Immersive virtual reality (VR) is becoming an increasingly valuable tool for nursing students to hone their skills, but cybersickness can be a hindrance to some of them. An officer in the School of Nursing Simulation Laboratory at the University of the Free State (UFS) is working on a cure to the affliction using a popular virtual reality gaming tool.
According to Botha, this technology has never been attempted for health-care education; it is mostly used in military and pilot training and is very popular as a gaming platform for hardcore VR gamers.
“To test and provide a possible solution, I am going to incorporate the KAT Walk mini (omni-directional treadmill – almost like the Ready Player One concept) into which students are strapped, and they can physically walk and turn around without the need for large open spaces.
“With this, I will try to determine whether it decreases or even eliminates cybersickness due to sensory mismatch while using immersive VR. I wanted to provide possible evidence of what causes cybersickness and want to enable VR as an educational tool, not just for gaming. I think immersive VR has a bright future if the kinks (of which the biggest is cybersickness) can be minimised,” says Botha.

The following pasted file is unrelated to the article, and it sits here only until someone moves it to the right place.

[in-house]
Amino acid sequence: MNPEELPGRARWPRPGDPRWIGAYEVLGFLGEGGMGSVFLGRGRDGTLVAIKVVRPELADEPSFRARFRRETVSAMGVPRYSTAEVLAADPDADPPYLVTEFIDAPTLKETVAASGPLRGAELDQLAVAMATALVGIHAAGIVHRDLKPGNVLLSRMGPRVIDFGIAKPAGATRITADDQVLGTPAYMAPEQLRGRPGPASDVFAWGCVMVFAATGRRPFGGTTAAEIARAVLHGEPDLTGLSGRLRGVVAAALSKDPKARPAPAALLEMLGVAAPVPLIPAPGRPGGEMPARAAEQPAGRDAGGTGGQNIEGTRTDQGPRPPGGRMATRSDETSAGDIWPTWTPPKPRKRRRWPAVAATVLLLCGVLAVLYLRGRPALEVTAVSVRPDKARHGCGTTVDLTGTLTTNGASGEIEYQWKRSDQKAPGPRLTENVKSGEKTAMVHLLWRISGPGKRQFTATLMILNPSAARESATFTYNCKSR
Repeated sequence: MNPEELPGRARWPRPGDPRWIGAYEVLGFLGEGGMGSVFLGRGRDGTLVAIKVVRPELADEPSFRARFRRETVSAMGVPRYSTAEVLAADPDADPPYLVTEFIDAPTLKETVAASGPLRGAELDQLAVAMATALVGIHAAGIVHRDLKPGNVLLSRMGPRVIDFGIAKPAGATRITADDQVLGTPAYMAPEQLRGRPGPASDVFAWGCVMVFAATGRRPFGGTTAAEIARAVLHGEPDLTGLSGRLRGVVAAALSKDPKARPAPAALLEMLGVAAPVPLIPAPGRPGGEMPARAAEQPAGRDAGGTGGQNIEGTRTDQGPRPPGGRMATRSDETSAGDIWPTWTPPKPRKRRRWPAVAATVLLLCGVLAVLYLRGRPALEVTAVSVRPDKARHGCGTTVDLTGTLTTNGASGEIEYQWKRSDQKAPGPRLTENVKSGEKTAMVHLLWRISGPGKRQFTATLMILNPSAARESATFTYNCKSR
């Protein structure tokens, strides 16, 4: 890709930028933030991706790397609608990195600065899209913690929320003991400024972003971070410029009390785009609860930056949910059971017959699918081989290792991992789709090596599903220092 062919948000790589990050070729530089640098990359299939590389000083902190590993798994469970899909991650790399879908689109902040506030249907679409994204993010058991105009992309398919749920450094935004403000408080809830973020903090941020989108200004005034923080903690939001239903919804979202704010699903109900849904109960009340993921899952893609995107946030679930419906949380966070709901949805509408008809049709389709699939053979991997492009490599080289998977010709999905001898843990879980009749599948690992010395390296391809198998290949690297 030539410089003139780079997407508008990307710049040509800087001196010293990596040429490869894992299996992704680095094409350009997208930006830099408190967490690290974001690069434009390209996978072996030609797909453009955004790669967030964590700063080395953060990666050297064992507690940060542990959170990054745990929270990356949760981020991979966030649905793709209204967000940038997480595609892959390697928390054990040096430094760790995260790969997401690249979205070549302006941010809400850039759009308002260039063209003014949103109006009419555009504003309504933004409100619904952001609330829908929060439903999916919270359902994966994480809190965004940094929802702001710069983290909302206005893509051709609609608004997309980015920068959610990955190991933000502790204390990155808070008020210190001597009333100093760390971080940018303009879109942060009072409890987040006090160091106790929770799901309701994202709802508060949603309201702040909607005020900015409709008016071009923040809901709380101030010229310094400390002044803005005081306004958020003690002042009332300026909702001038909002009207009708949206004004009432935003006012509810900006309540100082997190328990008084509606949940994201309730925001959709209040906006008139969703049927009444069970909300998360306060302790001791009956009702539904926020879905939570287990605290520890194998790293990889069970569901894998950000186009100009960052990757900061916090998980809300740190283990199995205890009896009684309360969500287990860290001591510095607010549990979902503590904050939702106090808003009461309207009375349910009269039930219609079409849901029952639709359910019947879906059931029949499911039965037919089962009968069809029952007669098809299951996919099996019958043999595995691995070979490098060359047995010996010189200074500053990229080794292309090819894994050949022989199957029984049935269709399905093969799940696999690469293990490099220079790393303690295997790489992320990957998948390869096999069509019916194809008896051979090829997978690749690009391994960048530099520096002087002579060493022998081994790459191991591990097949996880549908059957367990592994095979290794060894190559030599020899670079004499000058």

An equal opportunity for students
Botha says immersive VR gives students more time and a more accessible platform where they can practise their skills, as it is easy to use and easy to set up compared to other modalities of simulation. But the biggest task is to develop a usable virtual environment that gives students more time to practise and increase their theory and practical integration, which is key to providing highly skilled health-care professionals.
“By seeking and possibly implementing the new research, I aim to provide students with an equal opportunity to participate in immersive VR simulation, as it currently excludes people who are prone to high levels of cybersickness. This means that they cannot benefit from the same opportunities as other students do.”
“I believe it can help all nursing students in SA and Africa, as it is much more cost-effective than high-technology manikins and is easier to set up and access, with much less manual input required to make it work (apart from the initial development.).”